- Jordan Hulls continues to bounce back offensively, scoring 10 points and shooting 2-5 from deep. A couple of the shots were forced, but I would rather see too much aggressiveness from Jordy than not enough.
- Verdell Jones III played well in his new role off the bench, scoring 12 points in 24 minutes and shooting 6-7 from the line.
- Finally, my bullet points are usually IU focused, but Draymond Green was incredible. He scored 29 points, more than half of MSU's total. Without Green's numbers, MSU was 10-34 from the field, 2-7 from deep, and 4-10 from the line. He was the only reason that the Spartans were able to cling to some hope for a comeback until the final couple of minutes.
As I said last night, this was not IU's most exciting win of the season, but it was the most satisfying, in large part because the last couple of minutes provided an opportunity to sit back and reflect on the season and the team's performance. IU now stands at 23-7, plus-eleven on last year's win total even if the Hoosiers don't win another game. We're guaranteed a winning record in the Big Ten. If a) Northwestern knocks off Ohio State tonight; and b) Michigan and Wisconsin each win one more game, then IU will be in the driver's seat for the #4 seed in the Big Ten Tournament. Other than one flat performance against Minnesota, Assembly Hall has again become a house of horrors for opponents. Finally, after the late season collapses of 2010 and 2011, it's refreshing to see that IU seems to be playing its best basketball at the right time.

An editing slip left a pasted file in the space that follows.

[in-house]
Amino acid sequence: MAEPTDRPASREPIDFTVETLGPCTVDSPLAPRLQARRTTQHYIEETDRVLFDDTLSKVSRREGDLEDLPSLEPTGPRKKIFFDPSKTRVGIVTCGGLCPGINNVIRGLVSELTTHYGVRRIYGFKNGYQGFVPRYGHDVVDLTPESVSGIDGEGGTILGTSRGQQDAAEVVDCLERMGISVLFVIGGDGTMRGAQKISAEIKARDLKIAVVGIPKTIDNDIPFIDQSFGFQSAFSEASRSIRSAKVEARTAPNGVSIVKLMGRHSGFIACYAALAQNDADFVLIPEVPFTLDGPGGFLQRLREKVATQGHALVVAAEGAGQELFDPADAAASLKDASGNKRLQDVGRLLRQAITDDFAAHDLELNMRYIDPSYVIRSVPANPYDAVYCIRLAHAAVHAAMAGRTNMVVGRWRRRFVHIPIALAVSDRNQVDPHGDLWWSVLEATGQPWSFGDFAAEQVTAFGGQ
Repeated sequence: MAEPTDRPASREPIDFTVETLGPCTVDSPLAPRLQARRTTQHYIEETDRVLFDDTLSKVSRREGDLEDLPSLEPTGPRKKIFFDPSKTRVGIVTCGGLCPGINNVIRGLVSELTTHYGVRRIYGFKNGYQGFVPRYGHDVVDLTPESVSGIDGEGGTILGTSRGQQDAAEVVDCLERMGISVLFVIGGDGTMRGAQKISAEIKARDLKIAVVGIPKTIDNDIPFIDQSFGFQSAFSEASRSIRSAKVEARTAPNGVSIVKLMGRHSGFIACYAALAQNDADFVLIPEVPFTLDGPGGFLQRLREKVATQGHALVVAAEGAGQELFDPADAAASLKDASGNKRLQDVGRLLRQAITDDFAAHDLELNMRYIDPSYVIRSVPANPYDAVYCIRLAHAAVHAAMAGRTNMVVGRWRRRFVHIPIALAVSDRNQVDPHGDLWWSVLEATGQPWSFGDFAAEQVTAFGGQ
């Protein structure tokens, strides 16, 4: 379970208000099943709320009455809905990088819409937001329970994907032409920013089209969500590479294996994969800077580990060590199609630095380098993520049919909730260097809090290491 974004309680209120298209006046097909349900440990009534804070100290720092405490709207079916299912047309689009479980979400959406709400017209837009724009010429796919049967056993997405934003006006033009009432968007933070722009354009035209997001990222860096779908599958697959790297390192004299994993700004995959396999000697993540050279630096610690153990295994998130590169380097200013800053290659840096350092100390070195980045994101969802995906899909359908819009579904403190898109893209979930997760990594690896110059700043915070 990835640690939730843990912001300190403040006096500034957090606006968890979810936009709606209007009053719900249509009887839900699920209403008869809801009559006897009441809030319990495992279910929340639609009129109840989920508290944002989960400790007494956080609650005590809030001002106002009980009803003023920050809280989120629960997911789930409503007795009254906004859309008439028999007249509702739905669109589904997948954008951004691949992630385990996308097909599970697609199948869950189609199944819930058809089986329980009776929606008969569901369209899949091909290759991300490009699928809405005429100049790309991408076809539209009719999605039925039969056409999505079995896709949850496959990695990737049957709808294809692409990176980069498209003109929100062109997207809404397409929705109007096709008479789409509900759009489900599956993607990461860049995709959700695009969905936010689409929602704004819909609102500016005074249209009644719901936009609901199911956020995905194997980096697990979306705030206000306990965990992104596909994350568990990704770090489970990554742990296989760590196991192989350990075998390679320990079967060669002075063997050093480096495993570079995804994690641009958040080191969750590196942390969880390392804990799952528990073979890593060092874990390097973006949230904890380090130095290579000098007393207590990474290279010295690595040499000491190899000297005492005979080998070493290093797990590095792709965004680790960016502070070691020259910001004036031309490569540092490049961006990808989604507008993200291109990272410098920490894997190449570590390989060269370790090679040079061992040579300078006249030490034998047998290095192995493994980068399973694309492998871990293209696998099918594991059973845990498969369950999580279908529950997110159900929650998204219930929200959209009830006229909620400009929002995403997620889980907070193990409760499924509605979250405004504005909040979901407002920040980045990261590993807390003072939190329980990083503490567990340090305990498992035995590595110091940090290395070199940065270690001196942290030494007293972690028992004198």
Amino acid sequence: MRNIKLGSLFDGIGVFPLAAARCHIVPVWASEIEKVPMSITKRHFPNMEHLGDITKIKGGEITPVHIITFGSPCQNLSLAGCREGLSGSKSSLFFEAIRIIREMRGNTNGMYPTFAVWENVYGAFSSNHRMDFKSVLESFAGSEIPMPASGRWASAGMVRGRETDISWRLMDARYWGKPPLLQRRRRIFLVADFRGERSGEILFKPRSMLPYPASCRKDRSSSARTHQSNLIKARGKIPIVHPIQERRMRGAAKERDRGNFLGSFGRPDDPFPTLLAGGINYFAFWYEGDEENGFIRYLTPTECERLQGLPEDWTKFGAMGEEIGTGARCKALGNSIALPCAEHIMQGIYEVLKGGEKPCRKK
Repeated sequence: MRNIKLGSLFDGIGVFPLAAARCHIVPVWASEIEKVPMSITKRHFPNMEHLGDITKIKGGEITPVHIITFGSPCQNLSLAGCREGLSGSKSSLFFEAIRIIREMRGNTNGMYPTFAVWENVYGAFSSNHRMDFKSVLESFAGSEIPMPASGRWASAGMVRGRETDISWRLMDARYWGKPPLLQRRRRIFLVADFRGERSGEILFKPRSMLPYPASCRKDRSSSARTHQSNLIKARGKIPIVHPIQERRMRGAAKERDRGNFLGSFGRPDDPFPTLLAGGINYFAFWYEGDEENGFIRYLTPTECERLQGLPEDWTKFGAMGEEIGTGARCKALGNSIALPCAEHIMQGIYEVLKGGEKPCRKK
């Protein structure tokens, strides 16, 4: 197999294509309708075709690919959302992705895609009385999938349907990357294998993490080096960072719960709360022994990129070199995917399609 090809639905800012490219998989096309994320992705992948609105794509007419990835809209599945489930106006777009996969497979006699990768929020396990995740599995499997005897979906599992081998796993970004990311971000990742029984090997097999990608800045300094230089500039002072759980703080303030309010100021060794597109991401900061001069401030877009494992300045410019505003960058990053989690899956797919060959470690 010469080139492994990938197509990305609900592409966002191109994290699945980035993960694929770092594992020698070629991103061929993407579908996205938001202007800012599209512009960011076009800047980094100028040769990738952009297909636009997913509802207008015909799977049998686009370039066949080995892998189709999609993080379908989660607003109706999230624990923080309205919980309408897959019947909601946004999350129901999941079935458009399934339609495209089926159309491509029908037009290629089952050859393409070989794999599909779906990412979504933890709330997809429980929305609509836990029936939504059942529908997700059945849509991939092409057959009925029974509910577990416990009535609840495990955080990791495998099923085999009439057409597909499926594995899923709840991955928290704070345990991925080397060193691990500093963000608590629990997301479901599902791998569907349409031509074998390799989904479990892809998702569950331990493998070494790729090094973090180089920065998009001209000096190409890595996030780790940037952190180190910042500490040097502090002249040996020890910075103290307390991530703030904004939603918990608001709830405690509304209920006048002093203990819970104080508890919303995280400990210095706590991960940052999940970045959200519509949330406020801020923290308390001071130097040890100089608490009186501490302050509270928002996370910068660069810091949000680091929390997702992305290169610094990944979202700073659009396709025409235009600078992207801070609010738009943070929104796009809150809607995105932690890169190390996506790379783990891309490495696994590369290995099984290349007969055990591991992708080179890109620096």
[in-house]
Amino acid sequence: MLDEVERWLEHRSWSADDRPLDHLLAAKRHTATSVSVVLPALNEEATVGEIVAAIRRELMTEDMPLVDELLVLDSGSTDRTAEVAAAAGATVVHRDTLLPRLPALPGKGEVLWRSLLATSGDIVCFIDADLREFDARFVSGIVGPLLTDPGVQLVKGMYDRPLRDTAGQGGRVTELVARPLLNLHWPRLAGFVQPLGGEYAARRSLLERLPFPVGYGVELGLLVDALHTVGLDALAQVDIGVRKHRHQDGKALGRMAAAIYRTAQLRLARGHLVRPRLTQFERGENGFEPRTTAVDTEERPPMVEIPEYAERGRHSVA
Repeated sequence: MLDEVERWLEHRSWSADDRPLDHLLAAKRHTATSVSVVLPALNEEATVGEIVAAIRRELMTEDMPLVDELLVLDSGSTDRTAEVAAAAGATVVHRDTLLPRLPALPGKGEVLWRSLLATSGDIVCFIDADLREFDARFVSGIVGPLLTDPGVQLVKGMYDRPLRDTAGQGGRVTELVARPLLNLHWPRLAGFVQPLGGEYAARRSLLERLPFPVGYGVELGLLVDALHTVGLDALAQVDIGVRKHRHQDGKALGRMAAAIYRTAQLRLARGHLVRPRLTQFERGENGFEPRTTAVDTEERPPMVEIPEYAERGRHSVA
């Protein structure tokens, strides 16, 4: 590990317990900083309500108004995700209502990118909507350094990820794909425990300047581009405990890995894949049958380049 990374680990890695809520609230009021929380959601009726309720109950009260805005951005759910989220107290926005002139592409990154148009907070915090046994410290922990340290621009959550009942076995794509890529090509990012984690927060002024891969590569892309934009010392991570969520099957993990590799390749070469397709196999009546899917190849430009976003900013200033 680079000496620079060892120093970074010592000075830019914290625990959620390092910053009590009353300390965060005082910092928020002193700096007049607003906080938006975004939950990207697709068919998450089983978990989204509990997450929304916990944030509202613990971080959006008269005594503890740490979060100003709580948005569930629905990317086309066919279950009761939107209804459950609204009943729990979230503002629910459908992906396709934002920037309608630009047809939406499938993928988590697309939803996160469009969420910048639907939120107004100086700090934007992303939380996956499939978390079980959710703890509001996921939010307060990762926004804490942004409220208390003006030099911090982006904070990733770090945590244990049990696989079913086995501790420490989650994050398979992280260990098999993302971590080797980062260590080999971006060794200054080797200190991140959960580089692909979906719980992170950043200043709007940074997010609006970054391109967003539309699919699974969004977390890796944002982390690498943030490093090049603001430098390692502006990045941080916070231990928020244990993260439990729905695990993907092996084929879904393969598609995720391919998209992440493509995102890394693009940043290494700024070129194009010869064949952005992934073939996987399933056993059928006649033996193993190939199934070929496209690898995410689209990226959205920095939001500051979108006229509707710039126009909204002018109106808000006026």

Still, there is one more order of business: Purdue. IU won comfortably in West Lafayette the last time, but it's undeniable that Purdue is playing much better right now, and has been very good on the road, including in their last game, a 14 point win at Michigan. This season is beyond the point where a loss to Purdue would be ruinous, but any loss to Purdue at home, ever, is an abomination, and especially on Senior Night. As before, and especially without Kelsey Barlow (yeah, yeah, addition by subtraction), I think IU is a tough matchup for the Boilermakers, but like IU, they are playing their best ball right now as well. Fortunately, Purdue basketball typically turns into a pumpkin when the calendar turns to March, so we will see.
Finally, let's hear it for Tom Crean. He has taken a beating over the last couple of years about his coaching ability, mostly from opposing fans but to some degree from IU fans. He has done a fantastic job with this team. Nearly everyone on this squad has gotten better, and his gameplan last night, against his mentor Tom Izzo, was quite effective. IU's midseason swoon against Nebraska and the Gophers seems to have removed Crean from the coach of the year discussions, but I think that a win over Purdue and a solid performance in the Big Ten Tournament would make Crean a solid candidate on the national level. In the Big Ten, while John Beilein, Tom Izzo, and Bo Ryan all have done good work, I still think Crean is the obvious choice (not Zeller over Trey Burke obvious, but obvious enough). We're very fortunate to have him.